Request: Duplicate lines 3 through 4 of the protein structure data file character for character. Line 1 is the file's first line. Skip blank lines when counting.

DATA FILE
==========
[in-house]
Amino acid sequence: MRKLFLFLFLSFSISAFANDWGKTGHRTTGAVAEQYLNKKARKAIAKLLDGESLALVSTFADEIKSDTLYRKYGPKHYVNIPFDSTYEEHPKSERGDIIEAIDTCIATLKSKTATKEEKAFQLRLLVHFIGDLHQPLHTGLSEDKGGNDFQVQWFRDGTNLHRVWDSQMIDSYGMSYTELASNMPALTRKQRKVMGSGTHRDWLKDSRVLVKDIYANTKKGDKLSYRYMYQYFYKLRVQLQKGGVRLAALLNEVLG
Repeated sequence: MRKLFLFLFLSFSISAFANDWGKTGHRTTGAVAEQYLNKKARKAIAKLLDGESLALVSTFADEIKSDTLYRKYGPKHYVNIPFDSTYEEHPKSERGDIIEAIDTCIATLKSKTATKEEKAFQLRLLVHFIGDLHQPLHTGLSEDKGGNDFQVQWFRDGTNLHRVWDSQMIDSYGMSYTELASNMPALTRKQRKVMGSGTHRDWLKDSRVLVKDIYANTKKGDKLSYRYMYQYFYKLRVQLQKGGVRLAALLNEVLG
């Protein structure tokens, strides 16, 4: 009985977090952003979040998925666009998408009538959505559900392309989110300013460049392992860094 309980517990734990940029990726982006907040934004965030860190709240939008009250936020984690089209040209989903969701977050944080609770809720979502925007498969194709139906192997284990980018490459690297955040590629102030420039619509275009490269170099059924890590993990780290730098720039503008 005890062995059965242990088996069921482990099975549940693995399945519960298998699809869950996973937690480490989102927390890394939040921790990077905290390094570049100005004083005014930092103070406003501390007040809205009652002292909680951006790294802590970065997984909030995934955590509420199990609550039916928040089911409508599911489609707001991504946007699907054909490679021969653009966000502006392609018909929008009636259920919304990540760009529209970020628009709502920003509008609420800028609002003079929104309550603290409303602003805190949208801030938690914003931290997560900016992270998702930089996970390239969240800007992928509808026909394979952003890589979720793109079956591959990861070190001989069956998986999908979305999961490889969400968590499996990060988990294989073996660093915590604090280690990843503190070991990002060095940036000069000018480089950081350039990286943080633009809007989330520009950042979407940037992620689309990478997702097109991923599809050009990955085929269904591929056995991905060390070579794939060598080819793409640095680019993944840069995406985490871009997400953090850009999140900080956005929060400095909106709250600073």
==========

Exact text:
Repeated sequence: MRKLFLFLFLSFSISAFANDWGKTGHRTTGAVAEQYLNKKARKAIAKLLDGESLALVSTFADEIKSDTLYRKYGPKHYVNIPFDSTYEEHPKSERGDIIEAIDTCIATLKSKTATKEEKAFQLRLLVHFIGDLHQPLHTGLSEDKGGNDFQVQWFRDGTNLHRVWDSQMIDSYGMSYTELASNMPALTRKQRKVMGSGTHRDWLKDSRVLVKDIYANTKKGDKLSYRYMYQYFYKLRVQLQKGGVRLAALLNEVLG
């Protein structure tokens, strides 16, 4: 009985977090952003979040998925666009998408009538959505559900392309989110300013460049392992860094 309980517990734990940029990726982006907040934004965030860190709240939008009250936020984690089209040209989903969701977050944080609770809720979502925007498969194709139906192997284990980018490459690297955040590629102030420039619509275009490269170099059924890590993990780290730098720039503008 005890062995059965242990088996069921482990099975549940693995399945519960298998699809869950996973937690480490989102927390890394939040921790990077905290390094570049100005004083005014930092103070406003501390007040809205009652002292909680951006790294802590970065997984909030995934955590509420199990609550039916928040089911409508599911489609707001991504946007699907054909490679021969653009966000502006392609018909929008009636259920919304990540760009529209970020628009709502920003509008609420800028609002003079929104309550603290409303602003805190949208801030938690914003931290997560900016992270998702930089996970390239969240800007992928509808026909394979952003890589979720793109079956591959990861070190001989069956998986999908979305999961490889969400968590499996990060988990294989073996660093915590604090280690990843503190070991990002060095940036000069000018480089950081350039990286943080633009809007989330520009950042979407940037992620689309990478997702097109991923599809050009990955085929269904591929056995991905060390070579794939060598080819793409640095680019993944840069995406985490871009997400953090850009999140900080956005929060400095909106709250600073």